The storm hit Florida on Wednesday (Sept. 4). After NASA spent days preparing for the worst-case scenario, the hurricane's impact was less severe than initial forecasts had suggested it might be. A crew of personnel rode out the storm at launch control to keep an eye on the situation.
Late Thursday night (Sept. 5), NASA confirmed that no flight hardware had been damaged by the storm and that the facility would open as usual today.
As the storm has moved up the Atlantic coast, it has stayed slightly farther out to sea than some predictions had suggested it might, somewhat reducing the severity of its impacts. The hurricane has also picked up its pace, a strong contrast to the 24-hour stall that made it so damaging to Grand Bahama Island.
In the current forecast from the National Oceanic and Atmospheric Administration's (NOAA) National Hurricane Center (NHC), only a few patches of U.S. land in North Carolina, Virginia, Maryland and Massachusetts are subject to hurricane and tropical storm warnings.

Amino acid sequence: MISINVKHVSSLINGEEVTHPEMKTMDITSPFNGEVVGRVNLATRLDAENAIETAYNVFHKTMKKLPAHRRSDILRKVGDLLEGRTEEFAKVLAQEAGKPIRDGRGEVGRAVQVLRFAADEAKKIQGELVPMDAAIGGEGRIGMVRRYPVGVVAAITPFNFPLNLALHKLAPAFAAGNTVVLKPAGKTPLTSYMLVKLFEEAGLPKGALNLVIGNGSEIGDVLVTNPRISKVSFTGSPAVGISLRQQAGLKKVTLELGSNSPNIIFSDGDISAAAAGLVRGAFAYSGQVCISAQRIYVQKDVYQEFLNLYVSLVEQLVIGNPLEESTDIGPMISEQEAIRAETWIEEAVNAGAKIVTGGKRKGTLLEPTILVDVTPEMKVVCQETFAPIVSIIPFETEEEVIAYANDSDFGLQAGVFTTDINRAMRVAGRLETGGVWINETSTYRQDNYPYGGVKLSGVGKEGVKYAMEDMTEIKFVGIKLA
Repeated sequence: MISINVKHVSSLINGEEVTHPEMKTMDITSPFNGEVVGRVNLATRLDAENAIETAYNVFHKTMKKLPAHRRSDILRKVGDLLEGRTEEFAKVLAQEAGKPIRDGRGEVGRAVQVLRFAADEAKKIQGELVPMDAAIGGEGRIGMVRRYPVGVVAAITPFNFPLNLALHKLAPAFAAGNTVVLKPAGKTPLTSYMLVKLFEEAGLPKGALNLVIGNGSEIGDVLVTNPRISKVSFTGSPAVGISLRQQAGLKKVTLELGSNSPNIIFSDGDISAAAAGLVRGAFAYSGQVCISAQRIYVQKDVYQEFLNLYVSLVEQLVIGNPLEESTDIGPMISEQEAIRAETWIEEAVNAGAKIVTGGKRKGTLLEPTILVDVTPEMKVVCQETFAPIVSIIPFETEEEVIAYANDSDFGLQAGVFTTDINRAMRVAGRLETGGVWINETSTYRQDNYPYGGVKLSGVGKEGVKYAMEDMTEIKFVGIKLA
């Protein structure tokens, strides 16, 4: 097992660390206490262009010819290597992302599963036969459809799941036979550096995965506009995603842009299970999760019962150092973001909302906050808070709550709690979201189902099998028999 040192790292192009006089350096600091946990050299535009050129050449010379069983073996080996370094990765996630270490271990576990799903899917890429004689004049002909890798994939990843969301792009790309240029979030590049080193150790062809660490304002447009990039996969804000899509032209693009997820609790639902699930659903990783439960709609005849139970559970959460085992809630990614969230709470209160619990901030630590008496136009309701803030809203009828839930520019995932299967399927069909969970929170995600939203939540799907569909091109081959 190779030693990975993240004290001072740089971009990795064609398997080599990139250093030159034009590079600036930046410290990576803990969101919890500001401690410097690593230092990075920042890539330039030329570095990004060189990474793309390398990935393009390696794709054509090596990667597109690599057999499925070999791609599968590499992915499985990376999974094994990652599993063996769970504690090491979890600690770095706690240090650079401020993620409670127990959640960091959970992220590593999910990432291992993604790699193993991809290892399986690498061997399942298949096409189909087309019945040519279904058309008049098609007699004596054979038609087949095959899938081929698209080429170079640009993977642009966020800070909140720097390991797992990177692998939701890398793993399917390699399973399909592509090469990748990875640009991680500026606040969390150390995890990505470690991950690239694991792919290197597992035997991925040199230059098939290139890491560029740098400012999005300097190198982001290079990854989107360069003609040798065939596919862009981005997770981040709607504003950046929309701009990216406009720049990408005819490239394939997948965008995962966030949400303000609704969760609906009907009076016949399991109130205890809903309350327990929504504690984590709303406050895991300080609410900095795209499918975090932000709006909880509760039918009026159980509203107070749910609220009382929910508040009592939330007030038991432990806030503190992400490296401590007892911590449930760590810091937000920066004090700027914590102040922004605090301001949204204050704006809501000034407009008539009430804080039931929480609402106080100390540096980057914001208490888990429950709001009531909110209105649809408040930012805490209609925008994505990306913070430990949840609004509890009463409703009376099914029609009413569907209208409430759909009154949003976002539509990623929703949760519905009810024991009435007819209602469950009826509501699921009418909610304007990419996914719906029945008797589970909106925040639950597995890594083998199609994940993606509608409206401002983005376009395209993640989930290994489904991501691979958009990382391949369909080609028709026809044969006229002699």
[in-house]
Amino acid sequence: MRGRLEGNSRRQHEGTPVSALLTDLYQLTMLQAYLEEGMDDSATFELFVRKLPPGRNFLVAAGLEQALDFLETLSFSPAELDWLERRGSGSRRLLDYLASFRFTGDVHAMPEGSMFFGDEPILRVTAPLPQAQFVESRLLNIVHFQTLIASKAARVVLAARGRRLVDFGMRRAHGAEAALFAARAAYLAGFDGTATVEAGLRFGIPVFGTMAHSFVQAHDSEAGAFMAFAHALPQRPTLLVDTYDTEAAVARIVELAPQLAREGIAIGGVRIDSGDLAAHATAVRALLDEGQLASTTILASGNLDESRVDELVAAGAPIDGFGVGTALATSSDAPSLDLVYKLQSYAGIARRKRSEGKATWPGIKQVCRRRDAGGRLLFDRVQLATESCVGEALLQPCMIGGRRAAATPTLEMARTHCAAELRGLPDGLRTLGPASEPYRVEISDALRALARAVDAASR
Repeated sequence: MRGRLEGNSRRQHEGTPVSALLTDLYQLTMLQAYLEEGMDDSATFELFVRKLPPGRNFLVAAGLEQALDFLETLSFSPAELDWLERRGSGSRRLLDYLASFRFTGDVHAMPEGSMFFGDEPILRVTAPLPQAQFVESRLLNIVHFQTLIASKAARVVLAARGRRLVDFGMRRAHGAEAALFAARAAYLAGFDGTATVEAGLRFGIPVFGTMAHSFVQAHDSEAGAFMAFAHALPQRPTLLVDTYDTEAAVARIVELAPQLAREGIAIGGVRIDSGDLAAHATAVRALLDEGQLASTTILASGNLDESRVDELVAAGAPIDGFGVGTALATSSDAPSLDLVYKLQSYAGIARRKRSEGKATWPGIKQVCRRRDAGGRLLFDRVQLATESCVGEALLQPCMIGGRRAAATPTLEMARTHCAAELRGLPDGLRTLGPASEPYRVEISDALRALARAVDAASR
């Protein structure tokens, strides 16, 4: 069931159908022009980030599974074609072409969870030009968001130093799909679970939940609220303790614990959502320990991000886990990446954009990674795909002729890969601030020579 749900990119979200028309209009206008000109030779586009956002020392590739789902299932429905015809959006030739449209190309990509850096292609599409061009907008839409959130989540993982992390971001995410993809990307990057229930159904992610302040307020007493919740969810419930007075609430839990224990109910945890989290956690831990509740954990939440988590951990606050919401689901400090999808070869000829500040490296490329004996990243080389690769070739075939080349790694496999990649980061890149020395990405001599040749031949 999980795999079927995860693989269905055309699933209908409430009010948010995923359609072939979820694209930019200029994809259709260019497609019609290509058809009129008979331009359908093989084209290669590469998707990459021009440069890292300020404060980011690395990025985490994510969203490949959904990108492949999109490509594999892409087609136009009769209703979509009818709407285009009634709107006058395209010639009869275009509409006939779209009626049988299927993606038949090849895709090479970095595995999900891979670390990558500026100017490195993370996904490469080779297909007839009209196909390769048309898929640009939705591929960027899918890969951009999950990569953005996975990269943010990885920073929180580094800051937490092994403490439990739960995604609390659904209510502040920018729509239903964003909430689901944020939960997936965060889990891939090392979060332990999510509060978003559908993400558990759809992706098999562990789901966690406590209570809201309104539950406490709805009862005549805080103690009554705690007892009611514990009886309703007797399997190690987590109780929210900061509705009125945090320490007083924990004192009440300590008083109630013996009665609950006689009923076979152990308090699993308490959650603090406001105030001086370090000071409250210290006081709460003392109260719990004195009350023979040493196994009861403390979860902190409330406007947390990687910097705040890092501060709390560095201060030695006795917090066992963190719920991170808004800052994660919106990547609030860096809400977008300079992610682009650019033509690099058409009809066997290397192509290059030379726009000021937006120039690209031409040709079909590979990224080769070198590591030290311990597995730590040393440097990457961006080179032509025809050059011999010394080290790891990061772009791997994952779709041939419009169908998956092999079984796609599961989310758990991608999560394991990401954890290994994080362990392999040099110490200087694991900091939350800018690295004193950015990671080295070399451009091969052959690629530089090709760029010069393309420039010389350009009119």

Earlier today, our Disaster Assessment and Recovery team inspected the center from the air for damage caused by #HurricaneDorian. We're happy to report no flight hardware was damaged during this storm. 🚀 We will reopen Sept. 6, for normal operations: https://t.co/MMl7RS46Dn pic.twitter.com/2zmWr69r3SSeptember 6, 2019
Dorian is predicted to pass directly over Nova Scotia with hurricane-force winds on Saturday evening (Sept. 7) and over northern Newfoundland on Sunday (Sept. 8).
If you live along the Atlantic coast, follow the NHC and your local office of the National Weather Service for the latest forecasts.
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